would ensure that the ELB debt is repaid.
Some have indicated that it is foolish to repay the ELB
debt early, if at all. However, Ecorse was successful in repaying $100,000 of
the ELB note principal in each of the 1991 and 1992 fiscal years. These payments
were earlier than the required debt maturity schedule. In July 1992, the Ecorse
Mayor and Council paid an additional $50,000 in principal, also in advance of
the debt's due date.
A critical administrative matter existing at the inception
of the receivership was the need in the Receiver to obtain insurance to avoid
potential personal losses. The Receiver was able to obtain insurance during the
receivership and beyond from Michigan Municipal Risk Management Authority (MMRMA).
MMRMA was reluctant to terminate Ecorse's insurance as it is an insurance pool
for governmental entities.
Before the receivership, Ecorse officials and management
ignored MMRMA's request to reduce insurance risks. MMRMA, however, could not
continue without a substantial reduction in risk. Ultimately, MMRMA felt that it
was better to insure the Receiver than to continue on with Ecorse.
Similar insurance avenues are not present under Act 72. The
emergency financial manager is required to obtain commercial insurance. However,
this policy does not address many of the potential insurable conditions that may
be precipated by the difficult decisions that the emergency financial manager
will have to make.
Discussions with representatives of the State Attorney
General's Office have provided the secondary line of defense for the emergency-
financial manager functioning under Act 72, namely that the emergency financial
manager's "conduct in office" will protect him from losing a lawsuit.
Essentially, if none of the politically difficult decisions are made by an
emergency financial manager, no one can win a lawsuit. However, if the emergency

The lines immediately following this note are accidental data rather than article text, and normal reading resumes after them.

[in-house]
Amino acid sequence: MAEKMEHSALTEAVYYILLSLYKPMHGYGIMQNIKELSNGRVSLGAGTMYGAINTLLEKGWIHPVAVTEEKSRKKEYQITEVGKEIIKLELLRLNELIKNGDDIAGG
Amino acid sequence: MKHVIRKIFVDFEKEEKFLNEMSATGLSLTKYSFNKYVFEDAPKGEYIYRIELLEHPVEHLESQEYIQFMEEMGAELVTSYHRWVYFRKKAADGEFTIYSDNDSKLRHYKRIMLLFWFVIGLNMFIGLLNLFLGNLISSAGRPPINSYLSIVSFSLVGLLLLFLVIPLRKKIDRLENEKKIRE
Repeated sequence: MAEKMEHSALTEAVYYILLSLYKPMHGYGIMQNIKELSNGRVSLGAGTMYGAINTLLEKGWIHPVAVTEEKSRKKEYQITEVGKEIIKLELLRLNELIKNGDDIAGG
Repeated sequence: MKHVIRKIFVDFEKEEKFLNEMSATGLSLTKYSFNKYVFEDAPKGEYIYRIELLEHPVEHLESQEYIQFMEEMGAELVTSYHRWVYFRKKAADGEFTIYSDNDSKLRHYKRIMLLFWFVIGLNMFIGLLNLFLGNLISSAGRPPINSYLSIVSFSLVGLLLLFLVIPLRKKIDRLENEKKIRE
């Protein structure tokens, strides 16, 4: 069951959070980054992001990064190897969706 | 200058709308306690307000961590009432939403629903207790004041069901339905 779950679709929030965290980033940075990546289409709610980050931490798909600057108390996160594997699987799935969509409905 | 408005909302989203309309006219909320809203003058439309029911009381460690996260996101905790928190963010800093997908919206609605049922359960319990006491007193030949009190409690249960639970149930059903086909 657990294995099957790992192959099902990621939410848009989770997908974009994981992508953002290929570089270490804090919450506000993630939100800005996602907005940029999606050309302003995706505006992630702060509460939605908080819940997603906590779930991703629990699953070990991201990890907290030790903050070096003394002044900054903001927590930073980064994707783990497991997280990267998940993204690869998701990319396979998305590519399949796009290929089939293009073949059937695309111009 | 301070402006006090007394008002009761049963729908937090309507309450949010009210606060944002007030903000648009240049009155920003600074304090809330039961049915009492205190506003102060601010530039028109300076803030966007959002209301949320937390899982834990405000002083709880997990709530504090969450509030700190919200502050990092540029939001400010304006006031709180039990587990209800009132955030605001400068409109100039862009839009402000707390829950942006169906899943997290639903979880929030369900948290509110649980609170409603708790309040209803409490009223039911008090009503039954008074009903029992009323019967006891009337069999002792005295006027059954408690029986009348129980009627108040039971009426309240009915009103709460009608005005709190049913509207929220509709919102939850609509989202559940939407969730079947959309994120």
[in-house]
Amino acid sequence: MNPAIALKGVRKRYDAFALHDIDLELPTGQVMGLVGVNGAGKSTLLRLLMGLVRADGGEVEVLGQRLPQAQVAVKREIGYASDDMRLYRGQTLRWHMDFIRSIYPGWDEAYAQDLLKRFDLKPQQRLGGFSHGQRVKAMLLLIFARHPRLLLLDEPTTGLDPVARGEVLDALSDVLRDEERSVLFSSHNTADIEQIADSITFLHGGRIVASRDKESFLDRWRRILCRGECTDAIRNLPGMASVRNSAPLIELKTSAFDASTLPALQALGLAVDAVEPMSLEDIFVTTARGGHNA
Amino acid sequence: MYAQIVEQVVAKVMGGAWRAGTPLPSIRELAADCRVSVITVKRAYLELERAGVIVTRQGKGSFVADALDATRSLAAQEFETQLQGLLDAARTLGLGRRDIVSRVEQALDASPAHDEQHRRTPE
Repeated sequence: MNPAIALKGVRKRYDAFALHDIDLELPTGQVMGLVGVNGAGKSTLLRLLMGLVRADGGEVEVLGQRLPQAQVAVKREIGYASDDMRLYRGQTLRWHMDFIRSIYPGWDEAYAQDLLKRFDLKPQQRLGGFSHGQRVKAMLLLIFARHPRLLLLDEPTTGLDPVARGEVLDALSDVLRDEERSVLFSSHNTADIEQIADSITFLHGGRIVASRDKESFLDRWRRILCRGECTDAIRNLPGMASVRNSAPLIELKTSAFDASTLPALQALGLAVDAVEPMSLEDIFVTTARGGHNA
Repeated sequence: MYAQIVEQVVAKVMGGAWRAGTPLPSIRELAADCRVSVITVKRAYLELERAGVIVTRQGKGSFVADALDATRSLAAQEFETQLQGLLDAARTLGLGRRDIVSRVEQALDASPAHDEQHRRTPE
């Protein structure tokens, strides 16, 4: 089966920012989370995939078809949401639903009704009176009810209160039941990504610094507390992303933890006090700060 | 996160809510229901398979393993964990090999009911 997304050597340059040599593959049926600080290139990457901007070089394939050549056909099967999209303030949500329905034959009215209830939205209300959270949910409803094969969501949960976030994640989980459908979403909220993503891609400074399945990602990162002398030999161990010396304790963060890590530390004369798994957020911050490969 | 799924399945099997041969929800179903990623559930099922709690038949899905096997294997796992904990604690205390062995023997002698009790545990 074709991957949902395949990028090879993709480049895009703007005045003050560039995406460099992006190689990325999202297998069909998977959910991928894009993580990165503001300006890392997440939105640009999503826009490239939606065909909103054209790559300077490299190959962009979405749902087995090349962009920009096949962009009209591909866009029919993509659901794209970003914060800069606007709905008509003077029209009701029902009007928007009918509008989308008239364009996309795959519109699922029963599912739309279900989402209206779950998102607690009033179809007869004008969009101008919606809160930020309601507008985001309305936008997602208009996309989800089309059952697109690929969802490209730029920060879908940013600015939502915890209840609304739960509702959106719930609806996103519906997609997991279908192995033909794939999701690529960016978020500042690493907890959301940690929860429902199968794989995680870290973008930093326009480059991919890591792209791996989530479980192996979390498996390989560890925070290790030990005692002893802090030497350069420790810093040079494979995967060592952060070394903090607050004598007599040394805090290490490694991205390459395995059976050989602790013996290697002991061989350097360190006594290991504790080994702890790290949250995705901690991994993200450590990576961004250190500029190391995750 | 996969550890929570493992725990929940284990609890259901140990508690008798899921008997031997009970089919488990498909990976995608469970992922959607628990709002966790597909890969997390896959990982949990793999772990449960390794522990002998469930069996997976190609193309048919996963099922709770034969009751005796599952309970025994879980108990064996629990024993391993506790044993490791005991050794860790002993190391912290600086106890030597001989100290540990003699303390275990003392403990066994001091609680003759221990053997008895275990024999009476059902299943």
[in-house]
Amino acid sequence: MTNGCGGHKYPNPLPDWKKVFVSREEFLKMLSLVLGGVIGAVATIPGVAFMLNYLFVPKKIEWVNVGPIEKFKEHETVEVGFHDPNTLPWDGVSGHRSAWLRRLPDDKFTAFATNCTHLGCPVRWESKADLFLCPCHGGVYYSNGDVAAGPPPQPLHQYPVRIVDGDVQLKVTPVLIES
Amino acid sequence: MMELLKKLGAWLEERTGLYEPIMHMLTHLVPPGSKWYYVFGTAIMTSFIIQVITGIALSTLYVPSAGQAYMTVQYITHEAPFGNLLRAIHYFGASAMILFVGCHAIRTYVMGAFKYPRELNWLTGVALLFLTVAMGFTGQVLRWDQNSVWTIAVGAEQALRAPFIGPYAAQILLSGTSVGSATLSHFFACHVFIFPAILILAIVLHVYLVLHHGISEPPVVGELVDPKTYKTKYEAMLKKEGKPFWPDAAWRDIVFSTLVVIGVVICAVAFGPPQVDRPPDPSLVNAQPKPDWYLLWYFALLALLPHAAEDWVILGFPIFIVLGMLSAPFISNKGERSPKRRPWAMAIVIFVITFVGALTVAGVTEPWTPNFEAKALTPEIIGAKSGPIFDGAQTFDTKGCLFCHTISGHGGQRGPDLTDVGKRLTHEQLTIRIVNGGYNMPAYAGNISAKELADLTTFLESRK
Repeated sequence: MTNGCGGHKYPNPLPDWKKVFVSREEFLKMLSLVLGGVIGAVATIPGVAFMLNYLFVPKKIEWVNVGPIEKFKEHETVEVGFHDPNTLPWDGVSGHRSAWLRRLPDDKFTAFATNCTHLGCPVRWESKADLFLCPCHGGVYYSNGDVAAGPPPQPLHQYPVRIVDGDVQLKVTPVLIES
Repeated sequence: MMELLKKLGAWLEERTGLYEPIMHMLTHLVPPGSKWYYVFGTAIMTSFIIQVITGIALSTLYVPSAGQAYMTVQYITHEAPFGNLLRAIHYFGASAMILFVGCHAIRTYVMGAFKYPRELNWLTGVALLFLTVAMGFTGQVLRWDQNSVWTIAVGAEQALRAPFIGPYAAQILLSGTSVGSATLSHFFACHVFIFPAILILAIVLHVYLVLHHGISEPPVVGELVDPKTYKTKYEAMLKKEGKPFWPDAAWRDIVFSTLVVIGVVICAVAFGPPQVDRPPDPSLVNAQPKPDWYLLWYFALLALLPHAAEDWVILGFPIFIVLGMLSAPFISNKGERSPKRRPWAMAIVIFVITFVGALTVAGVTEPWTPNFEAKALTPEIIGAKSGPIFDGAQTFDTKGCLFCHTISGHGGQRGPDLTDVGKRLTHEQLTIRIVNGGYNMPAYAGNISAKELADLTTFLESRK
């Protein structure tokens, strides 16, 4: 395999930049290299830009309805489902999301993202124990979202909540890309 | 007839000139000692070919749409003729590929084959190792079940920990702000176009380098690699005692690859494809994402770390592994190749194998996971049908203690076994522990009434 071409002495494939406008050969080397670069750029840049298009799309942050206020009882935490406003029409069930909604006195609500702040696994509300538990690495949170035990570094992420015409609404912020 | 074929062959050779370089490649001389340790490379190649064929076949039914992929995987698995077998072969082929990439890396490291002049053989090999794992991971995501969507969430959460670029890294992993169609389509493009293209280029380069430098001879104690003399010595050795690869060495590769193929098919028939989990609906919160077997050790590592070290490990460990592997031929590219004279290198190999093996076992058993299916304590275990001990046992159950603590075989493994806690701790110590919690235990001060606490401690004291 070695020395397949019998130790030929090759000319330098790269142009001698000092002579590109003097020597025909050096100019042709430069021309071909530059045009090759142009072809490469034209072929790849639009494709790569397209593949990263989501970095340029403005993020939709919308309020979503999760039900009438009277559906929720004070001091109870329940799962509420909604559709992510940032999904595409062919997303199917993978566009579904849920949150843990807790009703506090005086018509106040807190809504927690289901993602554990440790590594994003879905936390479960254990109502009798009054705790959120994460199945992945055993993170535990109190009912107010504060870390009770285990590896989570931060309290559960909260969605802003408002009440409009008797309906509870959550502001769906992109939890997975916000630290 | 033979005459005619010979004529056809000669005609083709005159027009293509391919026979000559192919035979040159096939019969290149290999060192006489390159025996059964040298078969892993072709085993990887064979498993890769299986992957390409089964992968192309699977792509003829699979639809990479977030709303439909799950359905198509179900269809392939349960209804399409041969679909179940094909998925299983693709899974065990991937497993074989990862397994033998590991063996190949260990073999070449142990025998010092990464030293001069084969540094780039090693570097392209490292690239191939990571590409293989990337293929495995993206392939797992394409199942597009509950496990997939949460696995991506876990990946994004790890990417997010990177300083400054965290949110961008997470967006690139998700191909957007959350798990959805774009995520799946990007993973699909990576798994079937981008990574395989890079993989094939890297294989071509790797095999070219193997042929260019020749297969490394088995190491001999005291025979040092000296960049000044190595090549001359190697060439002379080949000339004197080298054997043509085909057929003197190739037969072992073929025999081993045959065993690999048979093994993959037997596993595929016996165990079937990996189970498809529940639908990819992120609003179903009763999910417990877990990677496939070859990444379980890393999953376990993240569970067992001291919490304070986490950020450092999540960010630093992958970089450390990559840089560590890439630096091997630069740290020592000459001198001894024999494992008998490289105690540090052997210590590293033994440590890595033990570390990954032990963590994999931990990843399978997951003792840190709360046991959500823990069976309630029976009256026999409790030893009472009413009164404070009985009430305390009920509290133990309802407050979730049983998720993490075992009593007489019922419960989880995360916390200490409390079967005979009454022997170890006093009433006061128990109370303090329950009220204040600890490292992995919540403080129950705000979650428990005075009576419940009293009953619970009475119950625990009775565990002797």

financial manager chooses to be effective and reduces staff and / or services
and / or increases revenues, then the he may be sued. No one wins in a lawsuit;
legal fees are costly and the potential for personal loss may result in
individuals avoiding the position of emergency financial manager. Adequate
insurance avenues must be addressed for emergency financial managers.
In Ecorse's case, the Receiver was constantly fighting with
the Mayor and Council over the authority of the receivership the actions taken
by the Receiver and other matters. Had the Receiver's assets been personally
exposed, as is the case in many instances under Act 72, many of the tough
decisions that ultimately lead Ecorse out of the fiscal distress would not have
Staff Reductions - Department of Treasury
The Local Audit Division within the State Department of
Treasury is responsible for the review of all governmental unit's audited
financial statements, reviewing and approving deficit elimination plans,
providing technical assistance to fiscally distressed governmental units, and
other tasks. Over the past several years, the Division's staff has been reduced
to approximately one-third of the personnel present when Act 72 was initially
passed in 1988. Presently, the ability to provide any significant levels of
technical assistance to fiscally distressed governmental units is difficult, if